If our world worships stuff, a counterculture has arisen about the opposite: the rejection of stuff.

Books on the subject, serving as bibles for this movement have been written: The Gentle Art of Swedish Death Cleaning: How to Free Yourself and Your Family from a Lifetime of Clutter by Margareta Magnusson, and The Life-Changing Magic of Tidying Up: The Japanese Art of Decluttering and Organizing by Marie Kondo.

The two women serve up a philosophy of stuff that is almost like a religion. Ms. Kondo, for example, tours the world to teach this art of decluttering to disciples. The process isn’t so simple: the physical work is relatively minimal (pile all your stuff on the floor, choose the ones you love, and throw out the rest). However, the process of selecting the things you love will be difficult. To know if it is still important to you, touch something and “if it sparks joy,” keep it. If not, throw it out. It is also advised to start with clearing away less-sentimental objects (to avoid getting stuck the whole day with reminiscing instead of decluttering).

Ms. Kondo’s book also had tips about minimizing the use of space: there are techniques to fold clothes in a certain way so they can be stacked up or rolled away neatly. It’s not just about clearing space for your things, but also for clearing your mind. We guess it’s in line with a talk we heard in October from Japanese brand Muji. Muji’s art director, Kenya Hara, talked about “emptiness” in the Japanese consciousness: “Because it is empty, … there’s a possibility to be filled,” he said, referring to Japanese shrines and temples that were designed to be bare so that deities may reside in them.

A counterpart in the Western world can be found in Swedish Death Cleaning, which thinks about the world beyond, and the world we leave. Every death leaves in it wake remnants of lives lived, and it’s not always a pleasant trip to sort through the bits and bobs that have been left behind. The book advises a gradual cleaning, thinking the whole time about what would happen when you die and about the people who, if you do not do the decluttering yourself, will have to deal with your stuff once you’re gone.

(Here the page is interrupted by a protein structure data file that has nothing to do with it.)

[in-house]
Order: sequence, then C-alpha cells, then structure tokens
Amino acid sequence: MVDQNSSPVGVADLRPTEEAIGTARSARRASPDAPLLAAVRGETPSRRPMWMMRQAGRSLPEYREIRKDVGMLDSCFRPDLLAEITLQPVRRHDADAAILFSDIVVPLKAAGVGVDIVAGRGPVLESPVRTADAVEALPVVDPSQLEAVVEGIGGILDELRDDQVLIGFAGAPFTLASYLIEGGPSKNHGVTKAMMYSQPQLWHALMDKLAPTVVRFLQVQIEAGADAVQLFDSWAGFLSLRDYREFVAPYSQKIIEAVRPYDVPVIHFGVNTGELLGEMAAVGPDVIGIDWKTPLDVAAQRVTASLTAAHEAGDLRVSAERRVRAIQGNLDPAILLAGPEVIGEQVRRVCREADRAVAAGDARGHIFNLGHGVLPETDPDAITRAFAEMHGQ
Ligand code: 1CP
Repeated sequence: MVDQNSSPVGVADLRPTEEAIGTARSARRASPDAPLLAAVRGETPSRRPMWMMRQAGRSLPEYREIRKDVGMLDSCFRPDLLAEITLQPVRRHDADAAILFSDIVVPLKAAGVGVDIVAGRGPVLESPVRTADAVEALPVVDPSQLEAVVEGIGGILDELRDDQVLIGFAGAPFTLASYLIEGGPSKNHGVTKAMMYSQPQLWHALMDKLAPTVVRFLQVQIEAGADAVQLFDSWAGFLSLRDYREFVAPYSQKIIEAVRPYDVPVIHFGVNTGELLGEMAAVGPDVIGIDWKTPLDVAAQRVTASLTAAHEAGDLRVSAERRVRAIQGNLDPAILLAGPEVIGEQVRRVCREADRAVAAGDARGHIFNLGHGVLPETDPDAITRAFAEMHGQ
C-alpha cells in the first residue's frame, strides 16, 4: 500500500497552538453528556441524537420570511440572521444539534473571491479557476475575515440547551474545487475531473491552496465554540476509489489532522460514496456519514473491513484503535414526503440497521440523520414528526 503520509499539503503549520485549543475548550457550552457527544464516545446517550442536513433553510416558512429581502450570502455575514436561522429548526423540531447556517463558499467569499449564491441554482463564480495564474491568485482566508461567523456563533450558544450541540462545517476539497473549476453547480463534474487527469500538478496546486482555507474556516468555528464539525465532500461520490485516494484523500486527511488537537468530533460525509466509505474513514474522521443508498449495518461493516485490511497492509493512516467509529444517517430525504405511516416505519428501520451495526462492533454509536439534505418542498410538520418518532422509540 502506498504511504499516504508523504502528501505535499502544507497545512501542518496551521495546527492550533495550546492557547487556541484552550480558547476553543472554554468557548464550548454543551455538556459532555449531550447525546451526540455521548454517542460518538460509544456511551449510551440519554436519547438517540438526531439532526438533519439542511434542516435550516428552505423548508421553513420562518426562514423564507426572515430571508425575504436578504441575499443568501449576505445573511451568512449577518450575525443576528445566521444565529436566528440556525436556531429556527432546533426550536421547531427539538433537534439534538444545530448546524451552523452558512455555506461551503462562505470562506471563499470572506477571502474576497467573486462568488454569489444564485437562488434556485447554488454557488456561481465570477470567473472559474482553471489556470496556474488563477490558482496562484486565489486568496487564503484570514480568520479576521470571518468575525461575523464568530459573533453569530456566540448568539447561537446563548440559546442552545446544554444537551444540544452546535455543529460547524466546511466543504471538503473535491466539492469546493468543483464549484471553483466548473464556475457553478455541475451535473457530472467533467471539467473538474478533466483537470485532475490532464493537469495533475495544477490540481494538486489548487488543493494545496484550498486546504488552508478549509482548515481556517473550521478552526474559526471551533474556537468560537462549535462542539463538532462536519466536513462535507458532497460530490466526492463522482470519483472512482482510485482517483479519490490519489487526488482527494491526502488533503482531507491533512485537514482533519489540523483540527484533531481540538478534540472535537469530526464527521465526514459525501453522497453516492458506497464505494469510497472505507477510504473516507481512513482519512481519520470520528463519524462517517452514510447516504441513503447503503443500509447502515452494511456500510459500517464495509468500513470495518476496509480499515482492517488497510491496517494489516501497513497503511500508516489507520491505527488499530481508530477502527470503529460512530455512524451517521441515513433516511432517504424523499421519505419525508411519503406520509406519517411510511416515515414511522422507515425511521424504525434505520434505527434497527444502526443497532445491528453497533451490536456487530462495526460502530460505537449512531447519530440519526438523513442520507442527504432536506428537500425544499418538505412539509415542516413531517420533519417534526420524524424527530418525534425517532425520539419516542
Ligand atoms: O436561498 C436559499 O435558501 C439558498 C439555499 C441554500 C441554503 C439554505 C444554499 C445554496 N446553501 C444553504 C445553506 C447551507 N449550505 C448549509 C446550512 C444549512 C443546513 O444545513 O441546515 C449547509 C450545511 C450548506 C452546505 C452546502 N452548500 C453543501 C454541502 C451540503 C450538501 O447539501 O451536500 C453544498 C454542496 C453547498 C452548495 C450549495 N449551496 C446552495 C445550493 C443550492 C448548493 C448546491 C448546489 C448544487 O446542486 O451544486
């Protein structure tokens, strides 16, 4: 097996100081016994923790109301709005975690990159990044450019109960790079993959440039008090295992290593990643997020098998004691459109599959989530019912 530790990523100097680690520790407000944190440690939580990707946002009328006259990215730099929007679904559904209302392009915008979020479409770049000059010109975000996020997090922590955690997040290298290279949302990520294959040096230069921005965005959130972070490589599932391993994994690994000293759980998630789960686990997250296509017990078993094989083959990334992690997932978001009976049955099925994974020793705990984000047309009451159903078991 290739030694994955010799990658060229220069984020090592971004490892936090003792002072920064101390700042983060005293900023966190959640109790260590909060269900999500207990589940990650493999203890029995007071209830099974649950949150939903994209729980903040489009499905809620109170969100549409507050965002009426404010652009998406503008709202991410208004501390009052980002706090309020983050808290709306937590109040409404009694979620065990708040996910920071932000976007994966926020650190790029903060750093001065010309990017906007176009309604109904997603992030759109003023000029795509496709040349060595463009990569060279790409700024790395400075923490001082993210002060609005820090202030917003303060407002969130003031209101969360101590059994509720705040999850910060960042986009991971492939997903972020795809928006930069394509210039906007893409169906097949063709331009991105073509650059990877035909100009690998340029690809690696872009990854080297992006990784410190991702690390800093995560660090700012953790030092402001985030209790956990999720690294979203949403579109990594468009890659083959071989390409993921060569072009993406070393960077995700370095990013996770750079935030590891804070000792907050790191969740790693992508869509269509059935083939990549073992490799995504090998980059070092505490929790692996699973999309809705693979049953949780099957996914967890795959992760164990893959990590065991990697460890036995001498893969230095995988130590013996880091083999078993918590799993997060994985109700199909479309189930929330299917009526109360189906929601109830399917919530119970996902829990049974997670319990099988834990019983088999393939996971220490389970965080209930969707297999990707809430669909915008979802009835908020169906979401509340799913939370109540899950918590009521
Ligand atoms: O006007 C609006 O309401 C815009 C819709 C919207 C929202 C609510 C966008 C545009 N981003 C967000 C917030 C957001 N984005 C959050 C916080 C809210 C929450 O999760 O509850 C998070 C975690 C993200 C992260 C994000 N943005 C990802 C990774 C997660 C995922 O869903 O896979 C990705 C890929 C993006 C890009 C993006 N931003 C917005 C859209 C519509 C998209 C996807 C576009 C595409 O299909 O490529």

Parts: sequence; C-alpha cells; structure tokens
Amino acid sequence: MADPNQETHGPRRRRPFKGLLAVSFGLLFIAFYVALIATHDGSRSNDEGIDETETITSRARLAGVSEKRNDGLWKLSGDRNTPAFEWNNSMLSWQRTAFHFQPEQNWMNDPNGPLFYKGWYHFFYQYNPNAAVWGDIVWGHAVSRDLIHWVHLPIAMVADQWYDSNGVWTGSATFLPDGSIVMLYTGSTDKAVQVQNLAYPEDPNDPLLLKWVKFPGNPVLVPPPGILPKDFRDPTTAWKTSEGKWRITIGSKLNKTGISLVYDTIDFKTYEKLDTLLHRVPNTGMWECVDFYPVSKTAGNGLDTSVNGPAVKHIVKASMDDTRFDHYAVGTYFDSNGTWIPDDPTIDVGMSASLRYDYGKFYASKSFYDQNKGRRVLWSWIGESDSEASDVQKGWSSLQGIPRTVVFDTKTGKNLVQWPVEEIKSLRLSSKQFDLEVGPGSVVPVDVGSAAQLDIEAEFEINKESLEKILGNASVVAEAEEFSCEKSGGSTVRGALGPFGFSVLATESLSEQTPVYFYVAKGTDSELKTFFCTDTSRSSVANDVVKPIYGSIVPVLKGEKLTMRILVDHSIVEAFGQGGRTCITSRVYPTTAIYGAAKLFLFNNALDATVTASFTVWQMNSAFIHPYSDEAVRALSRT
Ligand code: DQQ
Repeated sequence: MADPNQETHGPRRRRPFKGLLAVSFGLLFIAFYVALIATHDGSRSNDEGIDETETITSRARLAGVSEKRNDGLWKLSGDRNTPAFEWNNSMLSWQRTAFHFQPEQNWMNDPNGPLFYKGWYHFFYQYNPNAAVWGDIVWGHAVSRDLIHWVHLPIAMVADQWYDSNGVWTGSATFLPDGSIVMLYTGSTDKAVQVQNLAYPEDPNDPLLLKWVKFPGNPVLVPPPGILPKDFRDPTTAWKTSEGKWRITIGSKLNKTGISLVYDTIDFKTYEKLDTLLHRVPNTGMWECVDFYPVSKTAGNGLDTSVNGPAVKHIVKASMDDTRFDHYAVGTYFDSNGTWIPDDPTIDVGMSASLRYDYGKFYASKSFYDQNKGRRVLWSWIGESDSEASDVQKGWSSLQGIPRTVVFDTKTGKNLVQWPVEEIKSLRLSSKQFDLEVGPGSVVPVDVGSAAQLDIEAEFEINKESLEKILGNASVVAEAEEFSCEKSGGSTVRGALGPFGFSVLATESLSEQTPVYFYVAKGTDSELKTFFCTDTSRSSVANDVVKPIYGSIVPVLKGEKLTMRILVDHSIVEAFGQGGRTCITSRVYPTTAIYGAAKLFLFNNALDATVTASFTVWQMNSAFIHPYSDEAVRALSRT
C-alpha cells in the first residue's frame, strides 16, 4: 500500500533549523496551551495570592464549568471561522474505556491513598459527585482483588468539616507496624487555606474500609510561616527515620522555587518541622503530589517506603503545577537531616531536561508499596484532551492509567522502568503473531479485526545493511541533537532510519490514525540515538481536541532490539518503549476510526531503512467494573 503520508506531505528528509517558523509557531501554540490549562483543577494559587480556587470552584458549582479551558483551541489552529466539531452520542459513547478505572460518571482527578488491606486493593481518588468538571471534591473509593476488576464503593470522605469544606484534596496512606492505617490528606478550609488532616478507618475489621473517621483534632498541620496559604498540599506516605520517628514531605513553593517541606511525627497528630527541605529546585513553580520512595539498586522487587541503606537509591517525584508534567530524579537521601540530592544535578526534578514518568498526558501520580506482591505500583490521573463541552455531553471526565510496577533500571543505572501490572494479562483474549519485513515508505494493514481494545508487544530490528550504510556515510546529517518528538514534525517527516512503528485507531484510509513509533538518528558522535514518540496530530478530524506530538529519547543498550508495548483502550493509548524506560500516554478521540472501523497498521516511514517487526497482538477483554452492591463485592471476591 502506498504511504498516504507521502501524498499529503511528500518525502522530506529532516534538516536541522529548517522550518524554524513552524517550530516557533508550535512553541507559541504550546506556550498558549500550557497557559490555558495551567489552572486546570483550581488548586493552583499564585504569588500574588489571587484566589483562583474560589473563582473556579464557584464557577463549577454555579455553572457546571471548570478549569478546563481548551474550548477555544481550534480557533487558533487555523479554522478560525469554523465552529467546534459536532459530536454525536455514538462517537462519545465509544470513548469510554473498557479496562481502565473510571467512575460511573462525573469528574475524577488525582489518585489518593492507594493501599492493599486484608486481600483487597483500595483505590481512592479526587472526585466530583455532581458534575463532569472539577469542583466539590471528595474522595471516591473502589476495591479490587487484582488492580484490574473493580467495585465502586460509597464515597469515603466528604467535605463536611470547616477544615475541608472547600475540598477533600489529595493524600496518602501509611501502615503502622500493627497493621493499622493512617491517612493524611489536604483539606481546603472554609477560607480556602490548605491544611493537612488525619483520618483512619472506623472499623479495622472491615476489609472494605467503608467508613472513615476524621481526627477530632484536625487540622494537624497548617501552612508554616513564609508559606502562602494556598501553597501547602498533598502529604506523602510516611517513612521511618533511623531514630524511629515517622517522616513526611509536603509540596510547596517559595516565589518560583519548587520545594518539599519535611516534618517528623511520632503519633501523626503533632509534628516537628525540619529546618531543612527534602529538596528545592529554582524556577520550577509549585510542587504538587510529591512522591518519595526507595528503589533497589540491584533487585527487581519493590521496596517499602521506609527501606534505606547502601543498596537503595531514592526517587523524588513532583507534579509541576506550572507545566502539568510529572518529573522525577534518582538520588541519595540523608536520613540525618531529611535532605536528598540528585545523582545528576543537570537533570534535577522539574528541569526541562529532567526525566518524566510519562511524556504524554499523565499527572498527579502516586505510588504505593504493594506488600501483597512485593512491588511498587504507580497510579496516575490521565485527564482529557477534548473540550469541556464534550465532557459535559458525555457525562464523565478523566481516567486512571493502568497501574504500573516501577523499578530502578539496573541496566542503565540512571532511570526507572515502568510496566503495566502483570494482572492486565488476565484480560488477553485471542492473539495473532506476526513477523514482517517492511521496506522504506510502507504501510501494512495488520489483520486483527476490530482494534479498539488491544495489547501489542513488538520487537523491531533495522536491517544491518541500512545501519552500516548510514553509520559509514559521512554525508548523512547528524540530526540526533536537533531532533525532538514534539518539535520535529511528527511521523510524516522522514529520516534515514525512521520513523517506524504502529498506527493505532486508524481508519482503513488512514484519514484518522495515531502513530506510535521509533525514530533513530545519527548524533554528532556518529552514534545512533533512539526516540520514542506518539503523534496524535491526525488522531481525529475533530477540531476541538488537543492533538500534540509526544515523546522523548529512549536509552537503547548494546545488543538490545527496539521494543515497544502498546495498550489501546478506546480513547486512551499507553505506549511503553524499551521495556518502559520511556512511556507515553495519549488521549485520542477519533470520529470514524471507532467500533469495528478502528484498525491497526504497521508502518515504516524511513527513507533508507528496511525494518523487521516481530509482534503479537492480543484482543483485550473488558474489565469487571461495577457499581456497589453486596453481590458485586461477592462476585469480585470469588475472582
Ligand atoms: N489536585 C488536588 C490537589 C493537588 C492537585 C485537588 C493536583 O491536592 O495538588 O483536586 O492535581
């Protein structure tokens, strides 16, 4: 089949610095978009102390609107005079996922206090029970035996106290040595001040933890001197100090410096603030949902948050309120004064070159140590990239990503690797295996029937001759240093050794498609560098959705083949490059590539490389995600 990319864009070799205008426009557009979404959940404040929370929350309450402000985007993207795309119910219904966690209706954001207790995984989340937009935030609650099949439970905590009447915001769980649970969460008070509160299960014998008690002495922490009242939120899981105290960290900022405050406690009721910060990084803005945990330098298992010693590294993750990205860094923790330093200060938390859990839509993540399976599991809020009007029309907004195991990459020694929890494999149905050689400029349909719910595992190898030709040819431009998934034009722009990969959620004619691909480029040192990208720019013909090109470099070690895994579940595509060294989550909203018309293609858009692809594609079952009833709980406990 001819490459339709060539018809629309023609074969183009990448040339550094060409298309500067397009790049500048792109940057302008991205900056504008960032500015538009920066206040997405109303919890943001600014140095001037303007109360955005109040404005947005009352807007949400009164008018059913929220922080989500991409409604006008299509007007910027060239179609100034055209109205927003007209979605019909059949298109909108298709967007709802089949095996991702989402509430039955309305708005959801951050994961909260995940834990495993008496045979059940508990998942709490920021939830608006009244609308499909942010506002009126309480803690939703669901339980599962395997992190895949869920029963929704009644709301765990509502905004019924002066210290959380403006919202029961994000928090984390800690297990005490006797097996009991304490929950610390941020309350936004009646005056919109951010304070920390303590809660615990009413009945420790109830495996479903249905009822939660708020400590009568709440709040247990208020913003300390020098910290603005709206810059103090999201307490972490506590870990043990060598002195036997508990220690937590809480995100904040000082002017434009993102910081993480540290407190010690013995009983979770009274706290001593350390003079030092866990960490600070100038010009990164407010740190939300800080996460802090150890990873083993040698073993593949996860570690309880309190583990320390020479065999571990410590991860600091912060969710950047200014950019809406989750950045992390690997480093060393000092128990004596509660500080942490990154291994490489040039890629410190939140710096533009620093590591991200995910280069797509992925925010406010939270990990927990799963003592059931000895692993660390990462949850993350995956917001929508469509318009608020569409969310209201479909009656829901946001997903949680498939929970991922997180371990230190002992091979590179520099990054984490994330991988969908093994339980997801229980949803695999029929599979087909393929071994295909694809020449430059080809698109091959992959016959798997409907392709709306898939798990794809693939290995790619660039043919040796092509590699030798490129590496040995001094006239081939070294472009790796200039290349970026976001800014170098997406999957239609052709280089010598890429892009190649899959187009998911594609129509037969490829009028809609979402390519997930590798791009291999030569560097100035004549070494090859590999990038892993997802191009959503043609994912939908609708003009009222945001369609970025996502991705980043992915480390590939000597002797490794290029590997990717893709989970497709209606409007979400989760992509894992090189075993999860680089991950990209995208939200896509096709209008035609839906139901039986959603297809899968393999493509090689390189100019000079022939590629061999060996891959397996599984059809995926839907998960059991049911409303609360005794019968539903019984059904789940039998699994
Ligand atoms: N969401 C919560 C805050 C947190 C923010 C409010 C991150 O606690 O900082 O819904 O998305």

Just like Ms. Kondo’s book, it advises one to declutter the things with most sentimental value last, so you can get on with your task and not be left in a swirl of memories. Documentation is important, and it advises the cleaner to leave behind notes or instructions to return, dispose of, or bequeath certain things—think of it like writing a will, but more personal and proactive. Things that may upset your loved ones should also be thrown away: and doing it now, while you’re still alive, also releases you from the object’s pain. Also, it advises people to do away with things they don’t need or use in this present life, but will be helpful to another. So, why not give your sister who loves entertaining that crystal punchbowl that’s been gathering dust in your cupboard? Why wait till you’re dead? – JLG